by Erzsébet Csuhaj-Varjú
Grammar systems' is a recent vivid field of formal language theory modelling distributed complex systems. The theory provides highly elaborated frameworks and tools for describing various kinds of multi-agent systems at the symbolic level, from distributed and cooperative problem solving systems to artificial life systems, collective robotics, mentioning only a few. It can be used in DNA computing as well. The area has been intensively investigated by several cooperating research groups from about a dozen of countries (Europe, Canada and Japan) for years.
In present day computer science, artificial intelligence, cognitive psychology and in other related fields we have to deal with complex tasks distributed among a set of agents (processors) which work/live together in some well-defined manner. Parallel computers, computer networks, distributed databases, and knowledge sources are practical materializations of this idea. Similarly, psychologists speak about the modularity of mind, in problem solving theories many models based on cognitive agents' cooperation appear.
Since formal language theory is a well developed theoretical framework for modelling aspects the essence of which can be captured at the level of symbol systems, a challenge appears: how to describe (the behaviour of) multi-agent (complex distributed) symbol systems in terms of language identifying devices. Grammar systems theory attempts to answer this challenge. Roughly speaking, a grammar system consists of several grammars (automata, or other language identifying mechanisms) that cooperate according to some well-defined protocol in deriving sentential forms of a language (or languages). The components of the system correspond to the agents, the current string(s) in generation to a symbolic environment, and the system's behaviour is represented by the language or the string sequences identifying the current state of the system. In addition to distribution, cooperation, communi-cation, other important notions as emergent behaviour can also be formalized in this context.
We illustrate the great variety of models offered by the theory through the most important frameworks:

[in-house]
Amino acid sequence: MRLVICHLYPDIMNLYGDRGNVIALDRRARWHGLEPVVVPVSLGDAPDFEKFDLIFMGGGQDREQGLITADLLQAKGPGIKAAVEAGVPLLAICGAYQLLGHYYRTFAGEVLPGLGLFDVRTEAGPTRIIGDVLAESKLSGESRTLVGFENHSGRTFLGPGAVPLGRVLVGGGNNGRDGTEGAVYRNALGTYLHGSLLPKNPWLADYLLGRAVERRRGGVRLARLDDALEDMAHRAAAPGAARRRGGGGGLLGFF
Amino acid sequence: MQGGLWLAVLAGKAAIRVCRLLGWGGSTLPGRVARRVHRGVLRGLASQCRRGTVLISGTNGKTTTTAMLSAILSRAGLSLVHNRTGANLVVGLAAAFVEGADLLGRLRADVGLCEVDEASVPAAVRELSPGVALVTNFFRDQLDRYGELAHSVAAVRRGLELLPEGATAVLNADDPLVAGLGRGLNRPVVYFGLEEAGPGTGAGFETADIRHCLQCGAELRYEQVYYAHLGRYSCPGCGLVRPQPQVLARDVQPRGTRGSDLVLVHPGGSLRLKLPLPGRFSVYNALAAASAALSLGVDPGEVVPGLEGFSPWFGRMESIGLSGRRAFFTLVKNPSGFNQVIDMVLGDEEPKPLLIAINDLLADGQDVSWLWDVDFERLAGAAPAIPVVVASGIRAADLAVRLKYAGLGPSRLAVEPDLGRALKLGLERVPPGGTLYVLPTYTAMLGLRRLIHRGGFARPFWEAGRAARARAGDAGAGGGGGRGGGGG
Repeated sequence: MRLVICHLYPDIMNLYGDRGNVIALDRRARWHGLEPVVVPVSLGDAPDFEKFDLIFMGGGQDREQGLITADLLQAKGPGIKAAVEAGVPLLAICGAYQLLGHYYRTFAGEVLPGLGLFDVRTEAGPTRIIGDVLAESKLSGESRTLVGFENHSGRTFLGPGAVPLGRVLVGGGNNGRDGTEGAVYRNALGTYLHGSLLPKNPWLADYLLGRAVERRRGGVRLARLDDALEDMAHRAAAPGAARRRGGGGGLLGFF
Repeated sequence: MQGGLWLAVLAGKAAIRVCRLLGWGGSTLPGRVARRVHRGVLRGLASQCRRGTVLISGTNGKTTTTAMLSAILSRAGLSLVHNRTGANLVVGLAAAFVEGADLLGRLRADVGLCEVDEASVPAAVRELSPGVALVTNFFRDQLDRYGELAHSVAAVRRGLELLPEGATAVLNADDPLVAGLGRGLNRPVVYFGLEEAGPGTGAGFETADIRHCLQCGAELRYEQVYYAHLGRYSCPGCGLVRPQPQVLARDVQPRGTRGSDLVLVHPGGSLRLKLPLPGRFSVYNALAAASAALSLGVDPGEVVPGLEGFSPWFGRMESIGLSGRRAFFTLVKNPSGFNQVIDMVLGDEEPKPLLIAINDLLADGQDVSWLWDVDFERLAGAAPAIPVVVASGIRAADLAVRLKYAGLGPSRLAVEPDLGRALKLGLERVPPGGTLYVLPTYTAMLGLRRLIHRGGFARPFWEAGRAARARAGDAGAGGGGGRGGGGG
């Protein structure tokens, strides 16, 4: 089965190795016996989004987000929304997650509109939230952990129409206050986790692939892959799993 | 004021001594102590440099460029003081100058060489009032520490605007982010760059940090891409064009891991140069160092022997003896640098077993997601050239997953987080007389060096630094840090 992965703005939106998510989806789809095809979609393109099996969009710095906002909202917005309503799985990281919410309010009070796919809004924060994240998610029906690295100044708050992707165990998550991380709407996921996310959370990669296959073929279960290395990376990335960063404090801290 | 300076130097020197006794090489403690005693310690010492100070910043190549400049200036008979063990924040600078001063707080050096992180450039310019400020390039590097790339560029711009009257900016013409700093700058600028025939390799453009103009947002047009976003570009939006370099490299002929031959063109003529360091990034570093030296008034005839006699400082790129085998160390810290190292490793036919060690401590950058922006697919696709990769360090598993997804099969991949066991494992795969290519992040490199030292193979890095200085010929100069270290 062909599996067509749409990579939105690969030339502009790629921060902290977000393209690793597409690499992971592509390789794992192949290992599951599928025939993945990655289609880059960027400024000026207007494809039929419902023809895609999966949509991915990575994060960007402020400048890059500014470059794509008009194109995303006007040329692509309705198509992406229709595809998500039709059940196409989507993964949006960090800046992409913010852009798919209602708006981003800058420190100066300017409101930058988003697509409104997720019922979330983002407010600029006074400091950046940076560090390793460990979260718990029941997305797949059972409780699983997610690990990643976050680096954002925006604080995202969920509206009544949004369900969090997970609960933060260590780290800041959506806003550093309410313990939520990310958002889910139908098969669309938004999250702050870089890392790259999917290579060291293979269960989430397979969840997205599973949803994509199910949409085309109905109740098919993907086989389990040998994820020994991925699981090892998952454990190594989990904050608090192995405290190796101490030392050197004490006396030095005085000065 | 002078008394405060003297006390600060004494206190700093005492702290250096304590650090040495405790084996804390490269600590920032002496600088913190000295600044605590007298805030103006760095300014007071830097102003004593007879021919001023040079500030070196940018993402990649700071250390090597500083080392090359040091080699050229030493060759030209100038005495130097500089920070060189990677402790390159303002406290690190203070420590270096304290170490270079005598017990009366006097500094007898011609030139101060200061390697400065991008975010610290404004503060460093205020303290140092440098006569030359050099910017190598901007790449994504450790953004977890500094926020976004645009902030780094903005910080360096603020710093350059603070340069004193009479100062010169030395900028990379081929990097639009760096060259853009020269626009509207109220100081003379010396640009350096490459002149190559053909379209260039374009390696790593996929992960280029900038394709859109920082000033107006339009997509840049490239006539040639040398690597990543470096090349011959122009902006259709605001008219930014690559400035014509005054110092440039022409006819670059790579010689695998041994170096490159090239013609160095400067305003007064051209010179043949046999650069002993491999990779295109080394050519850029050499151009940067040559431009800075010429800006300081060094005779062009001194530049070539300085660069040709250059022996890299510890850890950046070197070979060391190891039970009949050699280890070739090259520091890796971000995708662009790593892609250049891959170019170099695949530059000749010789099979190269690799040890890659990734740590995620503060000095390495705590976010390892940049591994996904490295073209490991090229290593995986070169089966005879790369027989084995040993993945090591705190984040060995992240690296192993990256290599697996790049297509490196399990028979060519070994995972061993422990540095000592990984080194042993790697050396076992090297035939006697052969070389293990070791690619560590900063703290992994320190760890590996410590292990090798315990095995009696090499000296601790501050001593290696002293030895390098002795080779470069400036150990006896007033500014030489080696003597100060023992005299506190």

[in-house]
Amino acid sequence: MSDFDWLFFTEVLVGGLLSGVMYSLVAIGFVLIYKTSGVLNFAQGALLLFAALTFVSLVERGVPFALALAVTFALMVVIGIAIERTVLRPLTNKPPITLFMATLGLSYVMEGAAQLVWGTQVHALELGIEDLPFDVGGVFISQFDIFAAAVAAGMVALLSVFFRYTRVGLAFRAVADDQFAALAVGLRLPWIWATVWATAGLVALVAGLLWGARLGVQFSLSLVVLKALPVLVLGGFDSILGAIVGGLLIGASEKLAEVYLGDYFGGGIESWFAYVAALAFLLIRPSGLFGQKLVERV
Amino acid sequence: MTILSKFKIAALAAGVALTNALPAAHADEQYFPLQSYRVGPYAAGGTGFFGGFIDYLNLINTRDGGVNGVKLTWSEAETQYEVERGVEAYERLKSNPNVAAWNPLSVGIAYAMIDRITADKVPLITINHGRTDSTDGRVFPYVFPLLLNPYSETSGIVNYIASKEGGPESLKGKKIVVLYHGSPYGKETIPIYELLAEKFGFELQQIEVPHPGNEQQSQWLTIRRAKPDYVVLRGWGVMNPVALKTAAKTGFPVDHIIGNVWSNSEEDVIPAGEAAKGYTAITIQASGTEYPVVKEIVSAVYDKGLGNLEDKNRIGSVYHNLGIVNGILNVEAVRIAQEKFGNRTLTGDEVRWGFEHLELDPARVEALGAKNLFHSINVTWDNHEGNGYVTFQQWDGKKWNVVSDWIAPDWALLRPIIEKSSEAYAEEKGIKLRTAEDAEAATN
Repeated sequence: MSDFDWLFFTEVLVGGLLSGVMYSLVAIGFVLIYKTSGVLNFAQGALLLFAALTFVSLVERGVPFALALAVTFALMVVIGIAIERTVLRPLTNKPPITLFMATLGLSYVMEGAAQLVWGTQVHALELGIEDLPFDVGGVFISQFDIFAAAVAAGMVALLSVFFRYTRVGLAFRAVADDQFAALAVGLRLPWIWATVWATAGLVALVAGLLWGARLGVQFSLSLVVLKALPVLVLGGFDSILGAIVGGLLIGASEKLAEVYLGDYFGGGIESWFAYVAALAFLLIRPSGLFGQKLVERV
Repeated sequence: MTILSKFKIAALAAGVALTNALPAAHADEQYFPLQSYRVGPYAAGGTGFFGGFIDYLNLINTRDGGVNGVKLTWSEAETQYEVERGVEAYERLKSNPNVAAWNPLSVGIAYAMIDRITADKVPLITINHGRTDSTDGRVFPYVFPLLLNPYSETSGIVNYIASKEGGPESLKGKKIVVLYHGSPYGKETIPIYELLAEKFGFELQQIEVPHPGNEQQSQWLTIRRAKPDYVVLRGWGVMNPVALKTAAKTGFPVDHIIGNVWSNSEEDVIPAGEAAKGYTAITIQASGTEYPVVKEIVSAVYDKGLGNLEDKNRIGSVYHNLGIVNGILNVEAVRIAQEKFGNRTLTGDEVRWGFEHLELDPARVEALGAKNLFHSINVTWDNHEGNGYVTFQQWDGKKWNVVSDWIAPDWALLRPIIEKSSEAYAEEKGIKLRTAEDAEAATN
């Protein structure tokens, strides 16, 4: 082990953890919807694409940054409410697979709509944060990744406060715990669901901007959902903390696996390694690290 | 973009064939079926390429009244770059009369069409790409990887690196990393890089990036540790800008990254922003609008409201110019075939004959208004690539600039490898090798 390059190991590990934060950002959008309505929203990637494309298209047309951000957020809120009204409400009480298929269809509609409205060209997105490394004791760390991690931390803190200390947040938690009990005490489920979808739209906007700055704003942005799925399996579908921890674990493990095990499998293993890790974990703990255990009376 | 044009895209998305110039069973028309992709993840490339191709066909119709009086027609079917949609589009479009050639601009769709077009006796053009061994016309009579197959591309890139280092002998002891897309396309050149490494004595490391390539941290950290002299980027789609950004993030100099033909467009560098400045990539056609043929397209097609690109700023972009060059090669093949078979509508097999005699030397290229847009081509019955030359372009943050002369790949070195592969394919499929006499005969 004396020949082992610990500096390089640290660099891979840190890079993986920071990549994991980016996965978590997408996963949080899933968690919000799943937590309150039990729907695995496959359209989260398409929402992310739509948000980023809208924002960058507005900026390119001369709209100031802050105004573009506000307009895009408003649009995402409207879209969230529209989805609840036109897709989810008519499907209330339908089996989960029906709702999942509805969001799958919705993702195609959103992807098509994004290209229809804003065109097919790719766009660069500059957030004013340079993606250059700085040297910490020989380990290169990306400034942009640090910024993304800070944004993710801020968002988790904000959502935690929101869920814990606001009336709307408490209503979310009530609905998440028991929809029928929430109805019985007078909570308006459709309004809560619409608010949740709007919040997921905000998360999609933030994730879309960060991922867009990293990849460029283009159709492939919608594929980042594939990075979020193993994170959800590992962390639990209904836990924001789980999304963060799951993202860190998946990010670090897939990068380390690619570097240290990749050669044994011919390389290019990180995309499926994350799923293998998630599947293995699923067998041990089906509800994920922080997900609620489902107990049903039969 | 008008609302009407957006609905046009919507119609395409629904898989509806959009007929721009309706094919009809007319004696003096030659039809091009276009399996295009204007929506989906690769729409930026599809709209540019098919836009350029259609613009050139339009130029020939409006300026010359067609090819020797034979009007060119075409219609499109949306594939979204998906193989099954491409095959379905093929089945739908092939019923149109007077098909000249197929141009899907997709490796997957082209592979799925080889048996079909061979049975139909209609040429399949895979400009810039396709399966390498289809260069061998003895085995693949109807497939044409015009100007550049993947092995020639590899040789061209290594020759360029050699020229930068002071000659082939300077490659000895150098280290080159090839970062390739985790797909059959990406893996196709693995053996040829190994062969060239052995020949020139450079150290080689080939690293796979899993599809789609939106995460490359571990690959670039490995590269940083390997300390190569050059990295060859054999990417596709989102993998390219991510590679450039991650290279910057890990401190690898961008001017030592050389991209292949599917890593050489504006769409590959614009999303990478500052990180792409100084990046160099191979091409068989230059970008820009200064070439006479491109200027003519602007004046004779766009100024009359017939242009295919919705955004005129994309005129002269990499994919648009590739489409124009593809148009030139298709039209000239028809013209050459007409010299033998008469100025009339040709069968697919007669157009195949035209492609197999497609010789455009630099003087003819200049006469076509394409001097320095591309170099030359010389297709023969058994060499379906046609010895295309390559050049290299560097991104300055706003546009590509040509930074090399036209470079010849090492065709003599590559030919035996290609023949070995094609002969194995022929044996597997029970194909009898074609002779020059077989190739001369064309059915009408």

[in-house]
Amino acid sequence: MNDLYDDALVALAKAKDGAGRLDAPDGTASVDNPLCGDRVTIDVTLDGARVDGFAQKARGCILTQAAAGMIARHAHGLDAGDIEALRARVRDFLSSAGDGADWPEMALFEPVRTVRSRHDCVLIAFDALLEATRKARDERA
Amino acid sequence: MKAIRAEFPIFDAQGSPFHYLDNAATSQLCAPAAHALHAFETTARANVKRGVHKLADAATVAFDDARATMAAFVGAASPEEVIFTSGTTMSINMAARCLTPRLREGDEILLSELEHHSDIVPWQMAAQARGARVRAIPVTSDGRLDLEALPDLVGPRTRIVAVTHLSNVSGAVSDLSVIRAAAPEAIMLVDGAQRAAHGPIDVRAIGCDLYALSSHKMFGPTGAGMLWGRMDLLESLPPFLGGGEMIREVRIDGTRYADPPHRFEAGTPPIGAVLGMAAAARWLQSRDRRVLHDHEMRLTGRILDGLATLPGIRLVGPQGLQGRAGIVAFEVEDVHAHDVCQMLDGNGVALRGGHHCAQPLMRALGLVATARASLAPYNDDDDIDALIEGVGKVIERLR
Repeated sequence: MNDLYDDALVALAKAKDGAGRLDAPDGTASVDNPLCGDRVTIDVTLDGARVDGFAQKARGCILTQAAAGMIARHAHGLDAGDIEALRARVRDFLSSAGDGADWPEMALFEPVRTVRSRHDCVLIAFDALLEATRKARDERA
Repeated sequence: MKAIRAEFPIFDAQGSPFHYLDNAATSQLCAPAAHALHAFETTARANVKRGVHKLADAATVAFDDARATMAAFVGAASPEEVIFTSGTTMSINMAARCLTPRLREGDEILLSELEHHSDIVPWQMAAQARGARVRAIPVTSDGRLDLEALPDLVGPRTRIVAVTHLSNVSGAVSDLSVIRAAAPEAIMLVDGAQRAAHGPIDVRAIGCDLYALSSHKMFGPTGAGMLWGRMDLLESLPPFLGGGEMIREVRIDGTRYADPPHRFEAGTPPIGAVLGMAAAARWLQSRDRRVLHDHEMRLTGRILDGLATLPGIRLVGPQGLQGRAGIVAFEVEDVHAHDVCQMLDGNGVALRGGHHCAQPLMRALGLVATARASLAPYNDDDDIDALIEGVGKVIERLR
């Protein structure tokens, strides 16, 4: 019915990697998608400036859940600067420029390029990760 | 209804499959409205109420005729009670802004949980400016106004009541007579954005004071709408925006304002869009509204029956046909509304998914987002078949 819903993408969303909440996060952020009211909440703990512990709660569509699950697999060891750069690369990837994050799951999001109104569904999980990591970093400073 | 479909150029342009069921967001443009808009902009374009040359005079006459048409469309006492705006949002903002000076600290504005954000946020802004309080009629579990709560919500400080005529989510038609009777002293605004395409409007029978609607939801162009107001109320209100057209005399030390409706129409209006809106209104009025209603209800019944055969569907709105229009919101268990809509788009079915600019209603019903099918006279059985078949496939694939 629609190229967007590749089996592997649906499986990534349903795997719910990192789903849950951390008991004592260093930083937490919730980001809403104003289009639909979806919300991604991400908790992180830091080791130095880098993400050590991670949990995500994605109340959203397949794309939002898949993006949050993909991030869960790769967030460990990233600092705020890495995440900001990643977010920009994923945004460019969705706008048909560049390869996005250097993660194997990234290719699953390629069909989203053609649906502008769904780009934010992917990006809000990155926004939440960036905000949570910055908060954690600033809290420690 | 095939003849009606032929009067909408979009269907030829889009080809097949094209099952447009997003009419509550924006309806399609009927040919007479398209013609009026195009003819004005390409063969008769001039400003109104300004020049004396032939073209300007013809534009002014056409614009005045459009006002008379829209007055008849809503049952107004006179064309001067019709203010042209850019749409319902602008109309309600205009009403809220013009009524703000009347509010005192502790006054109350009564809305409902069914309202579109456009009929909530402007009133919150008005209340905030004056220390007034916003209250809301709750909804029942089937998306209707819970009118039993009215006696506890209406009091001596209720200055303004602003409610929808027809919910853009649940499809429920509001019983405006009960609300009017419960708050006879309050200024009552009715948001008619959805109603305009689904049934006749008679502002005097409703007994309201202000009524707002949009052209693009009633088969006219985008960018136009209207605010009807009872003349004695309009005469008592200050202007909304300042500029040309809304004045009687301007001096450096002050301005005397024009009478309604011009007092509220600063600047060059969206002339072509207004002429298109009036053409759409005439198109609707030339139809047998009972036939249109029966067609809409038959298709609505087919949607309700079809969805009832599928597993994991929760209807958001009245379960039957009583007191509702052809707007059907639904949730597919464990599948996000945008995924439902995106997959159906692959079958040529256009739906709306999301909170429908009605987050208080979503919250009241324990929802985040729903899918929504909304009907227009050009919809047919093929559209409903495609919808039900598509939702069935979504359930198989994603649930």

The investigations started in 1988 by introducing cooperating/distributed grammar systems for modelling the syntactic aspects of the blackboard model of problem solving. In this case the cooperating independent agents are represented by generative grammars which, under some cooperation strategy, derive in turn a common sentential form (the blackboard) in order to generate a common language. The achieved results demonstrate the power of cooperation showing that systems with syntactically very simple components under some appropriate cooperation strategy are able to generate complicated languages of very powerful language classes. Interesting results are, among other things, that any computation under some kind of competence-based cooperation of grammars can be performed in the same kind of system with three co-operating partners. Computation under hybrid (different) cooperation strategies does not need more than four grammars cooperating to determine the same language.
Team grammar systems with simultaneous actions of some grammars in the system (teams) which cooperate in deriving a common sentential form, demonstrate an equivalence between programming the sequence of actions and computation under some kind of competence-based cooperation of freely chosen grammar teams with a very limited number of components.
Colonies, motivated by subsumption architectures of R. Brooks, describe language classes in terms of behaviour of collections of simple, purely reactive, situated agents with emergent behaviour. In this model the agents are represented by very simple regular grammars. The basic variant characterizes the context-free language class, while the more sophisticated models (competition among the agents, timing, etc.) lead to considerably enhanced descriptive power.
Eco-grammar systems are grammatical models of ecosystems: developing grammatical agents in a (dynamically changing) population interact with each other and with their shared evolving symbolic environment. The framework provides tools for describing life-like phenomena (birth, death, hybernation, overpopulation, pollution, etc.) in terms of formal grammars and languages.
Networks of language processors form an essential part of the area. In this case each node of a virtual graph is represented by a language processor (a language identifying device). Each processor works on a string (on a collection of strings) and informs the others about its activity by communicating strings which are data and/or programs. Rewriting and communication take place alternately, the system functions (usually) in a synchronized manner. Parallel communicating grammar systems, a highly elaborated field, with Chomsky and Lindenmayer grammars at the nodes, studies networks with components communicating data strings by request. Test tube distributed systems based on splicing and that of cutting and recombination are particular cases of the model with components using variants of DNA recombination and they realize computationally complete and universal machines (in some cases with a limited number of components). Investigations have been started for implementing ideas of the Wave paradigm of active knowledge networks in this framework.
The results in the above areas address mainly theoretical problems but the research community is open to any suggestions for applications.
Erzsébet Csuhaj-Varjú - SZTAKI
Tel: + 36 1 1810 990
Gheorghe Pun - Mathematical Institute, Romanian Academy of Sciences
Tel: + 40 1 7256754
Arto Salomaa - University of Turku
Tel: +358 2 3335611